But it's still not nice.
Despite betraying an odd view of the cosmos, Sox broadcasters Remy and Orsillo did their best to put a hex on John Lackey's potential no-hitter, which was indeed broken up with 1 out in the 9th inning of an eventual 6-2 Angels victory, their 7th in a row over the ragdoll Red Sox.
Repetitive to the point of ritualistic intonation, Remy and Orsillo uttered the magic word 'no-hitter' before Lackey had yielded a hit, violating the sacred taboo of no-hit superstition: never utter that which is happening in front of you (typically not a problem for Joe Morgan.) NESN even showed a graphic listing the pitchers that had "no-hit" the Sox since 1763. Never daring to speak these words during Sox gems, this was no accident; they were attempting to raise the dead, to cast dark spells, to curse the fortunes of the Angels hurler.
Of course, words don't do that. It's a primitive view of language that conflates meaning and causality; a rock may vibrate slightly in response to the soundwaves emitted by vocal chords, but it will not step aside because those soundwaves encode 'open sesame.' Or, as it's sometimes put, if an opera singer sings "shatter" and the glass breaks, it's the intensity of the sound, not the meaning of the words, that does the trick.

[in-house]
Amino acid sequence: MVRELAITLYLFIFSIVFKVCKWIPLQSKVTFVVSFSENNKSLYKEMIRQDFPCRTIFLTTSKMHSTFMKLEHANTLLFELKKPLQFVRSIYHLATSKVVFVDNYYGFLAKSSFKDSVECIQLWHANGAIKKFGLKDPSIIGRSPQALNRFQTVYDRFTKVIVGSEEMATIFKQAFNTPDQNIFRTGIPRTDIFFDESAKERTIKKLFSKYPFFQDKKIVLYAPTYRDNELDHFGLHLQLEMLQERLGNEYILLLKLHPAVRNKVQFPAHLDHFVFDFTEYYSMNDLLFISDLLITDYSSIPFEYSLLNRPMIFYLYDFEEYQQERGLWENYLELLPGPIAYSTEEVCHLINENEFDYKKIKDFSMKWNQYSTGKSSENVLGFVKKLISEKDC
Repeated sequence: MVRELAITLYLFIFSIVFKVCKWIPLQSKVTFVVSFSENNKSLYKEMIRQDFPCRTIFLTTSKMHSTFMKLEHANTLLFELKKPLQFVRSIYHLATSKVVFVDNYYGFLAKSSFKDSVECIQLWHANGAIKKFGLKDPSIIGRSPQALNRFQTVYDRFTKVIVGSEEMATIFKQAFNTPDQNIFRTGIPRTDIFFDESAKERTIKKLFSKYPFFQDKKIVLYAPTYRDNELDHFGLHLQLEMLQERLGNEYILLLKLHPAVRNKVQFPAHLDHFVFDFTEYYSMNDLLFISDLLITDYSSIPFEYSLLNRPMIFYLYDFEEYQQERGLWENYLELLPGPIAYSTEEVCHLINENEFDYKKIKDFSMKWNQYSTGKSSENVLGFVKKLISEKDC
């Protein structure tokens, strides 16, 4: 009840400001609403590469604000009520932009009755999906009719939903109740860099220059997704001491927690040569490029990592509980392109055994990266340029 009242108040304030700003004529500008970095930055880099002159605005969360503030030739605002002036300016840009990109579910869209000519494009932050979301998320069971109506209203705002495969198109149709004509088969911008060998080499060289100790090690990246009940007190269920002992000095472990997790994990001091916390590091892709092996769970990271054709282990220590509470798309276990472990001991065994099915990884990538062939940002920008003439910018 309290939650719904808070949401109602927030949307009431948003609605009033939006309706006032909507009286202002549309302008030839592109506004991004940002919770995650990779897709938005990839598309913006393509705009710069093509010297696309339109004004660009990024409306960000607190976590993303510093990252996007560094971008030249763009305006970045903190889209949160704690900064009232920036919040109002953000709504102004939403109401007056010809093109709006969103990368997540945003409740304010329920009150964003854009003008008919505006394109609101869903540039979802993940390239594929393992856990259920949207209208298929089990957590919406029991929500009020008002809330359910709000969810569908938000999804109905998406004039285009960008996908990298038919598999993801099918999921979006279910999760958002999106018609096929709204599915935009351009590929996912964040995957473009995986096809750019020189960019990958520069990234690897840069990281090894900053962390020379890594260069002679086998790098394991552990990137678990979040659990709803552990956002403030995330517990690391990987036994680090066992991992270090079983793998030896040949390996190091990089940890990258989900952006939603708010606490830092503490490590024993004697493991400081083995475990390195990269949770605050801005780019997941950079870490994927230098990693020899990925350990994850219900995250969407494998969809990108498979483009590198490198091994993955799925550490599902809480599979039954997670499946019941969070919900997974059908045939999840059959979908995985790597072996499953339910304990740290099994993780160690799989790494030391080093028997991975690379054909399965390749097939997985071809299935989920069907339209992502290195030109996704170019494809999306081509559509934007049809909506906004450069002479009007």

Though this makes Remy and Orsillo's hexing all the more ridiculous, it renders it morally ambiguous. They had malicious intent, but they stuck a doll with a pin. On the one hand, this renders the assault benign. On the other hand, not only are they mean, but they're dumb. I'm not sure which is worse.
Given that I just drank unattended rum and a bat hit the back of my head, I think I've changed my mind. Maybe Jobu made that curveball not quite reach the corner. Maybe the magic words pushed Pedroia's groundball just out of Izturis' range. Maybe the Sox can actually someday beat the Angels.